‘What has this yutz been up to?’

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Hey there! It’s been a while.

I was actually a bit surprised to come back and see my last post was Aug. 9. It had felt even longer than that, but a recent e-mail showed me it was time to get back into gear and push some text:

Just a short note to say that I have appreciated your writing (you are bookmarked in my favourites), but I am getting a bit tired of seeing a bear’s behind every time I check your page.  I do realise that you also write elsewhere (and have checked out your gaming articles as my family is big on gaming), but was wondering if you could maybe do a short ‘I’m really busy living my life’ kind of blog to just get the bear off the top.

How could I deny such a simple request? And in case you haven’t noticed, the “bear bottom” commercials are all but non-existent anymore and I don’t want to be the last one foisting that image upon innocent people.

So, why have I not written here for a few months? It’s really not an airtight excuse, but the truth is I’ve been concentrating more on my video games writing, and for an astounding reason.

In August, I decided I should try testing the waters more for a potential career in games journalism. I began to submit work not only to the awesome LeftStickRight, but also a unique open community called Bitmob. I was thrilled to see some of my pieces get feature on Bitmob’s front page, and toward the end of August I saddled up to meet the LeftStickRight boss and other writer to cover FanExpo Canada.

On the way up, at a rest stop, I grabbed a burger and checked my e-mail. There I found a new message from Susan Arendt, senior editor at an online magazine called The Escapist. She had seen my Bitmob submissions, enjoyed them, and thought I should write some stuff for their publication. At that point my brain was carpet bombed my various reasons for elation:

1. Prominent members of the gaming/technology community were actually reading my stuff.

2. They want me to try writing more stuff for more people to read.

3. Apparently, they’d even consider paying me to do it.

Freelance writing has always been one of those ideas wisping through the back of my mind, but I never considered myself a viable candidate. I just never thought I was the sort of “type” editors would be looking for. But now I had someone literally suggesting I try it for them and the feeling that I could somehow make it into this industry became too tangible not to attempt.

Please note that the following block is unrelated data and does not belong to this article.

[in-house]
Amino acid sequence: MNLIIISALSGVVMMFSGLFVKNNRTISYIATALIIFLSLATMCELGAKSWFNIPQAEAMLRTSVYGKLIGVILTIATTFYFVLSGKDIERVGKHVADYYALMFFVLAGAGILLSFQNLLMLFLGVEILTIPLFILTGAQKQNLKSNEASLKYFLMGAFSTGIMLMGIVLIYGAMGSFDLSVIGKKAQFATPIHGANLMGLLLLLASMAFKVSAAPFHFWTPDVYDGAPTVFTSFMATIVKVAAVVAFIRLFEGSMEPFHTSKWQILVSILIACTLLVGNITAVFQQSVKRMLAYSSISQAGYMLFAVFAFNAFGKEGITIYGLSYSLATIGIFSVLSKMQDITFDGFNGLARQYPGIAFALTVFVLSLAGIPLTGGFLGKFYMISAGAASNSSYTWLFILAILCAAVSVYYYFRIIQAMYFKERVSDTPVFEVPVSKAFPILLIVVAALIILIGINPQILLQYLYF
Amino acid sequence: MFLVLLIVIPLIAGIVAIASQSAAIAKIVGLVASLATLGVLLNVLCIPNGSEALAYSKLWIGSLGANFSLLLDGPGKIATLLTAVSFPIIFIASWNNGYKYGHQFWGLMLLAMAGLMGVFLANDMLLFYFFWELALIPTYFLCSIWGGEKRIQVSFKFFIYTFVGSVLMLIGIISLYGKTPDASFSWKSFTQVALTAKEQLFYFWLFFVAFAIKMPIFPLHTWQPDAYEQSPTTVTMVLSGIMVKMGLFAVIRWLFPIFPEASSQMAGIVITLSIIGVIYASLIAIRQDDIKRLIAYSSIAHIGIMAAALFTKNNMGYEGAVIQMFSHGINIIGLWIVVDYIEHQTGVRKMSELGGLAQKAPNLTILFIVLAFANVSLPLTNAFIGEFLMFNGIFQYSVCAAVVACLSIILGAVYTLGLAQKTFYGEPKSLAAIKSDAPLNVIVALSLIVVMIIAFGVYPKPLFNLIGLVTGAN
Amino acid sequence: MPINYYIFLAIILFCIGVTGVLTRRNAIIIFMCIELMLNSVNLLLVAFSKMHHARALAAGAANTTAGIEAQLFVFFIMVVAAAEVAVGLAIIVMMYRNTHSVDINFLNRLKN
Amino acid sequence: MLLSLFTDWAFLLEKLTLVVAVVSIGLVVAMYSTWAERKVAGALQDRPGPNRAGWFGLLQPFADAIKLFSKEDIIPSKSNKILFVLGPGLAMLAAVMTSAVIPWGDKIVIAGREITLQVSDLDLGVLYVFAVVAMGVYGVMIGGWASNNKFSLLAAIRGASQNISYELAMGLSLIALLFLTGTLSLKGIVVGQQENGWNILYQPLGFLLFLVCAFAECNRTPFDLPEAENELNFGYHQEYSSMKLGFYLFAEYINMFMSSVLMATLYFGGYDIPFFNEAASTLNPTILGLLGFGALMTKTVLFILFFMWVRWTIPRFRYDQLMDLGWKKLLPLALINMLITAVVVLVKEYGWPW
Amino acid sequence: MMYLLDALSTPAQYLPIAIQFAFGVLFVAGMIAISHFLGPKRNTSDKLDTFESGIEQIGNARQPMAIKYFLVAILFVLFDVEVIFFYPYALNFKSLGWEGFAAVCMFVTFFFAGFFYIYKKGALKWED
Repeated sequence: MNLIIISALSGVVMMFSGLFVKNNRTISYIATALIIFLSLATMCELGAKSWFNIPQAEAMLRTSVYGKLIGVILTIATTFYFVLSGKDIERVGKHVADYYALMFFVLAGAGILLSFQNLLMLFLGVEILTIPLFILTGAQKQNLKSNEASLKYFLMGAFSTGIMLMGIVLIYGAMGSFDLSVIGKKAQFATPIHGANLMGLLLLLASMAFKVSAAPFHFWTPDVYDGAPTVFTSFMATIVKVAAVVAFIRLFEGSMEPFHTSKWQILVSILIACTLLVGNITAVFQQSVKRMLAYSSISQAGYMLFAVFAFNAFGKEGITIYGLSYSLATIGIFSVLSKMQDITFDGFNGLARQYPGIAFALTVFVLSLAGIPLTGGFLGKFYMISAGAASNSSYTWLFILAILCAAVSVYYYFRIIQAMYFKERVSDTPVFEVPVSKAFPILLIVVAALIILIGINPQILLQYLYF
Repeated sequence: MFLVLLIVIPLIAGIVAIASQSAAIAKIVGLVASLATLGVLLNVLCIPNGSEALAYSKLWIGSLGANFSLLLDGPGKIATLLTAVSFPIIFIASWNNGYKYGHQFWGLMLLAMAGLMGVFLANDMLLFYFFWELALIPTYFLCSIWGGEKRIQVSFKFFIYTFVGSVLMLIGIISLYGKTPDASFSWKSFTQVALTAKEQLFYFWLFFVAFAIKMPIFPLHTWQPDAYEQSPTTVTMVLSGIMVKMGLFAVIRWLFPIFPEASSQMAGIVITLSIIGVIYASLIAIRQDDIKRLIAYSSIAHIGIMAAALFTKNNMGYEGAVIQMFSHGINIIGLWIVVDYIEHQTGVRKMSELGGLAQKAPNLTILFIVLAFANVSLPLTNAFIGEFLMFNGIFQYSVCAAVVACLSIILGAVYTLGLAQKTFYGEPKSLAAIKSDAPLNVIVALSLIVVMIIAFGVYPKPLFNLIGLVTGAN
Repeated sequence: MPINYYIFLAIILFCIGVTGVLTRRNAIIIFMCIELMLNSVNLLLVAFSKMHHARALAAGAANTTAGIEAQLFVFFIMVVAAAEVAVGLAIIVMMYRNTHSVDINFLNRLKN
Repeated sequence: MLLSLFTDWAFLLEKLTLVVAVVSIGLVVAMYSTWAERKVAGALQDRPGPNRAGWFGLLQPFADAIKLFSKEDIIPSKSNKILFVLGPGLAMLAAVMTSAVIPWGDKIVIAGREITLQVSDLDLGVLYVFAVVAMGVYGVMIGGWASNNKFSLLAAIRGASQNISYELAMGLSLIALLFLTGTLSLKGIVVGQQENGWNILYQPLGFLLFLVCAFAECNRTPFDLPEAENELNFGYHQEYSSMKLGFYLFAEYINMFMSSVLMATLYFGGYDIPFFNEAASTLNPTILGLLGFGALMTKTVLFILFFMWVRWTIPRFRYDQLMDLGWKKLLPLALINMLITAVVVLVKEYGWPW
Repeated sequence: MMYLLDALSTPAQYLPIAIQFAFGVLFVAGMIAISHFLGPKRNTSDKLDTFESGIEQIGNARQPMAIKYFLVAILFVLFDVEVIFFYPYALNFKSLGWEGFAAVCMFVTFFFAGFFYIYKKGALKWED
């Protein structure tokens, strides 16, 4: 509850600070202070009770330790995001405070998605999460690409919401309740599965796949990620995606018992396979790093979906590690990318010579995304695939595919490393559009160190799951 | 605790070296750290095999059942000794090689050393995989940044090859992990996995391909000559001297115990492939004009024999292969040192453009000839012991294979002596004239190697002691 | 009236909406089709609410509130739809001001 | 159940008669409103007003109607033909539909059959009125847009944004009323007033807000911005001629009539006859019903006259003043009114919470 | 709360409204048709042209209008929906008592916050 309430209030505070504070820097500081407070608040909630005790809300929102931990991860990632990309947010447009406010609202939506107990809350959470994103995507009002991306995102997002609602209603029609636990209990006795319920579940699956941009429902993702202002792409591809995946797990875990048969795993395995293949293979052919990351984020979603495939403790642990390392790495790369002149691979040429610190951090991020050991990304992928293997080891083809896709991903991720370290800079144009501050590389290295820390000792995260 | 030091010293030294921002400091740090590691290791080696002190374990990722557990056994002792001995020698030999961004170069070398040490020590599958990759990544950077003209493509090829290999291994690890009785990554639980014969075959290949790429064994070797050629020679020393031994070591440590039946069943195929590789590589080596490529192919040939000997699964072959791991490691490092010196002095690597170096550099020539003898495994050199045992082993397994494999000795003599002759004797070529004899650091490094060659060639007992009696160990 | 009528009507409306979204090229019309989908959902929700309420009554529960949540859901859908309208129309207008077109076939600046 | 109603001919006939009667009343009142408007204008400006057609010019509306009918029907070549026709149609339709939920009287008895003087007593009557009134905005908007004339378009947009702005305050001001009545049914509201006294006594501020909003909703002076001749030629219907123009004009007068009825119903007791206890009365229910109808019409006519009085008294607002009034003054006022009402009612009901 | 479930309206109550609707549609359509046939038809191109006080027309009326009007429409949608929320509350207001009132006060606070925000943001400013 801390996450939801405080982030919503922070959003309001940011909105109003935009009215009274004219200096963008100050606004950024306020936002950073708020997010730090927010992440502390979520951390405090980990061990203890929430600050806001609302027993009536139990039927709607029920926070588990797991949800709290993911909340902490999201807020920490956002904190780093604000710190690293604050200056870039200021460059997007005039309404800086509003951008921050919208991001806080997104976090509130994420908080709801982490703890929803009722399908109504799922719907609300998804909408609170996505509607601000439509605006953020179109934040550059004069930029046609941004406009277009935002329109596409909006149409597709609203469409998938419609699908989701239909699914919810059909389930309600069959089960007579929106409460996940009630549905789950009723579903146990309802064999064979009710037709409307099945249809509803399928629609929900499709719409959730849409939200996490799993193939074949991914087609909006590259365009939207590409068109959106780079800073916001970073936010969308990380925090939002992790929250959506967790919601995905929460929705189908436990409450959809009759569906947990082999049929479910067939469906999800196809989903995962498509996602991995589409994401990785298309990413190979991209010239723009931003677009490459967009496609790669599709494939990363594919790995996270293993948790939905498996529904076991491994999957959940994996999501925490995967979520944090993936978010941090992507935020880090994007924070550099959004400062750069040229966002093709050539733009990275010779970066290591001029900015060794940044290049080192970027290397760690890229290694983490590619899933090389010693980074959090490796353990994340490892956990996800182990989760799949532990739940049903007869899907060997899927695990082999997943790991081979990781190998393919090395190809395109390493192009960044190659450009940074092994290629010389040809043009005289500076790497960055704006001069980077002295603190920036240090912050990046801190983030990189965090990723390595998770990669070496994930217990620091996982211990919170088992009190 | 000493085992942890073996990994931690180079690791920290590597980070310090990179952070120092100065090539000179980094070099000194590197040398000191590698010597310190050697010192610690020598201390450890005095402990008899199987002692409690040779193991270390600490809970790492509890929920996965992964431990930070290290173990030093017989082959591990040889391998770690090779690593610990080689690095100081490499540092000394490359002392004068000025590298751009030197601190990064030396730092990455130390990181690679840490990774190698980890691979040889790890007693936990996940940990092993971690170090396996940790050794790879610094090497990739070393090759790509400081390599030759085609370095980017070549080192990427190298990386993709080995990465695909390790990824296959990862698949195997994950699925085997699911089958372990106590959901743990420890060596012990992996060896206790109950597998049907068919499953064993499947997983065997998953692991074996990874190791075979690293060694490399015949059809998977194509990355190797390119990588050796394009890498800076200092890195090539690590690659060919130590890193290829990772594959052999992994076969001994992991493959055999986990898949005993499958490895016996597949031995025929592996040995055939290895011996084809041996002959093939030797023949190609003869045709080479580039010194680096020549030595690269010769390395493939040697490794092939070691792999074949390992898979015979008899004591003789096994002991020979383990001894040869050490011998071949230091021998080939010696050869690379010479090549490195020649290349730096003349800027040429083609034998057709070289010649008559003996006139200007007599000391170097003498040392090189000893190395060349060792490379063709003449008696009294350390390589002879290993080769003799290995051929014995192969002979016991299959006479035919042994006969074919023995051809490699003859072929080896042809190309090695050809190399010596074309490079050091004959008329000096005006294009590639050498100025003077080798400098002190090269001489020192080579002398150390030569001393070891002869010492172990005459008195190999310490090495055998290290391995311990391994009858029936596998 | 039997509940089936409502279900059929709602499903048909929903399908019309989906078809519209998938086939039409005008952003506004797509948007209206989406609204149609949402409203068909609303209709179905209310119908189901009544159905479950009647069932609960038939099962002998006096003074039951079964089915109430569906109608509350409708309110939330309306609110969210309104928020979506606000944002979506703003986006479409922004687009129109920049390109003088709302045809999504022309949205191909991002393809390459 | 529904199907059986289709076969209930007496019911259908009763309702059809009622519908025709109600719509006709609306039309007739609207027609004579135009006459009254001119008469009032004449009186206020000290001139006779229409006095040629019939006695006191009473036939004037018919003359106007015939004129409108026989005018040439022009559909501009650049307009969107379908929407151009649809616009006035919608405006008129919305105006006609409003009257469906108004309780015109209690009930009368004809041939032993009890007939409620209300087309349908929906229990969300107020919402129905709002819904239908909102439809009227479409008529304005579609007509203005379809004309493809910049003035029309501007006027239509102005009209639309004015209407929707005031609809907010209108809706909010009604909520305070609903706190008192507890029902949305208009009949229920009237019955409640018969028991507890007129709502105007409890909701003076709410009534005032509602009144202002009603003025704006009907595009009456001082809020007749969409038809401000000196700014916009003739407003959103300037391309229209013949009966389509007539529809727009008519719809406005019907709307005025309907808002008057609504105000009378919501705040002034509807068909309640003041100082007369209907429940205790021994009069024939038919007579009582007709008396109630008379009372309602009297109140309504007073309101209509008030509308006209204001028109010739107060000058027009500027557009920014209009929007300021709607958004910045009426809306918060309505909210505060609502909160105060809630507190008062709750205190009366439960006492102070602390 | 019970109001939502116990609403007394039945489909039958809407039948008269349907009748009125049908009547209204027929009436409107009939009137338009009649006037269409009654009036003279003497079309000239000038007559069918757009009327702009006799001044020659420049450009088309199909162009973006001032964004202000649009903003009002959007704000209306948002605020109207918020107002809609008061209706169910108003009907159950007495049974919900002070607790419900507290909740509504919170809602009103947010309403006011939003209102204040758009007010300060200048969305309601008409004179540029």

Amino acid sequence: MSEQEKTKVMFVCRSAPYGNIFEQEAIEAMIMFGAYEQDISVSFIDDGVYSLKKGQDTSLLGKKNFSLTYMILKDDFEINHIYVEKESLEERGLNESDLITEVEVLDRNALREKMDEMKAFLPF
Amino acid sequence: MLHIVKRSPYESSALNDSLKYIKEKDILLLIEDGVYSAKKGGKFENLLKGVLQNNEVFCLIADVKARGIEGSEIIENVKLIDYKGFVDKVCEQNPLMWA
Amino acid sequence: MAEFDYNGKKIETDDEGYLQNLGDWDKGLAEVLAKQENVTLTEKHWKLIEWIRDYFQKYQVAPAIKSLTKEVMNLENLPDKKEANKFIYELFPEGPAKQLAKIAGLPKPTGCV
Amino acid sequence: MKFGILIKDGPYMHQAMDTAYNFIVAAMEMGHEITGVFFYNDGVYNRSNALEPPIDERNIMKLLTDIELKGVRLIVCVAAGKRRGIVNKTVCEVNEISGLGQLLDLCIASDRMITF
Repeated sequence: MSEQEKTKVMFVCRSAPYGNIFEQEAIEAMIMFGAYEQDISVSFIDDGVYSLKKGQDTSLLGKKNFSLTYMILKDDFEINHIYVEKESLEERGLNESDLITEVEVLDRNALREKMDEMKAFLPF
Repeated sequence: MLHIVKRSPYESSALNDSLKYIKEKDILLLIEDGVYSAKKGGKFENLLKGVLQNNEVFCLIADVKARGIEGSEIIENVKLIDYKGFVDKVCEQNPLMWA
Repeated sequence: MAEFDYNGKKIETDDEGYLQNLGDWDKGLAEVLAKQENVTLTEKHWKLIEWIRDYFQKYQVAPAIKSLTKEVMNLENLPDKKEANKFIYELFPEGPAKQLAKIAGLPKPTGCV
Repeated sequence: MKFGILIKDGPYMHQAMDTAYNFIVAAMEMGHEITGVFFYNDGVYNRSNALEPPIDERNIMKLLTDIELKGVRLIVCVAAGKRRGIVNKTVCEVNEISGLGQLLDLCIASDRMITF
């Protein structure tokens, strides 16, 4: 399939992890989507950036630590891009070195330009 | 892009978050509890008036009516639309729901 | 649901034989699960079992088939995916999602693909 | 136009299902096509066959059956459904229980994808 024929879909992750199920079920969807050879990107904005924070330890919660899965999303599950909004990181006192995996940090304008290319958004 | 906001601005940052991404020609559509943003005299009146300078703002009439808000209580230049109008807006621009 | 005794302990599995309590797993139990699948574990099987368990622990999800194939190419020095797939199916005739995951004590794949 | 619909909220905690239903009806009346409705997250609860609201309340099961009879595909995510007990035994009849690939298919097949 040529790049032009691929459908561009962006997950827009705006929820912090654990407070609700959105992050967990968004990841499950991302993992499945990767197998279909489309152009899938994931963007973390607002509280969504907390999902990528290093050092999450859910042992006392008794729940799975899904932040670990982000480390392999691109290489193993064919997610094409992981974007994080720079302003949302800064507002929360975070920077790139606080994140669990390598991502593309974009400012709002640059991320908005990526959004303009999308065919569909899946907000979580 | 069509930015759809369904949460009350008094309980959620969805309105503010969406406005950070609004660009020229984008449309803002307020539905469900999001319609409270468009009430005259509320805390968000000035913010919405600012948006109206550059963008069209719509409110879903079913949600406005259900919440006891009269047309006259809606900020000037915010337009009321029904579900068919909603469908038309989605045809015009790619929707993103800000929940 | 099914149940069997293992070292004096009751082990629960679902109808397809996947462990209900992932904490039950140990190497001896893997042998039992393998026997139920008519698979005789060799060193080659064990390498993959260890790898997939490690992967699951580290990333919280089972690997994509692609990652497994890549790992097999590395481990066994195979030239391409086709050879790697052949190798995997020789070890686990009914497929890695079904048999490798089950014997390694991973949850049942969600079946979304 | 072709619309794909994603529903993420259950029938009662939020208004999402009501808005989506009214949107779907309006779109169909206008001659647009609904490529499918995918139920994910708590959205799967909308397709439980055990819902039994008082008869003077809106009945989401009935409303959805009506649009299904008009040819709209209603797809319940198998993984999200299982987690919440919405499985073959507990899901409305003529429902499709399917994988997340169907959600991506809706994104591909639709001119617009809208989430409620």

So after an incredibly fun time at FanExpo where I took a number of photos  depicting the deaths of Ian Yuan at the hands of cosplayers, I came home and tried my hand. I learned there were no instant assignments; you had to submit short pitches based around various topics and if one caught their eye, they’d order a full-blown article. Luckily, one of the three initial pitches I’ve made was chosen–on silly weaponry in video games–and I went straight to work.

After submitting my draft, I quickly learned The Escapist edits more thoroughly than my newspaper ever has. I received it back with multiple requests and suggestions. What worried me most was Arendt telling me I was trying to be “too cute” at several points. I went back to work, mustering up the confidence that I could produce something better, and she was much happier the second time around. That’s when I realized that she had been right: I was trying to be too cute. In my earnestness in such a new situation, I was trying to fall back on my oldest style of writing, trying to be Dave Barry instead of letting the voice I’ve developed over time be at the forefront. And then I realized that I actually had my writing edited by a prominent member of the gaming/technology community and I gave a little squee. Writers can be weird like that.

The whole process for the piece took around a couple weeks, but it’s been a blast. It will appear in The Escapist this Tuesday, and I’ve been counting the days with much anticipation. Ideally, I’ll gain more exposure and maybe even the attention of people who’d like to give me a full-time gig. At the worst, I’ll be shipped out of the publication’s forums on a rail, but I’ll still make more writing that one piece than I would for a full week of work at the newspaper.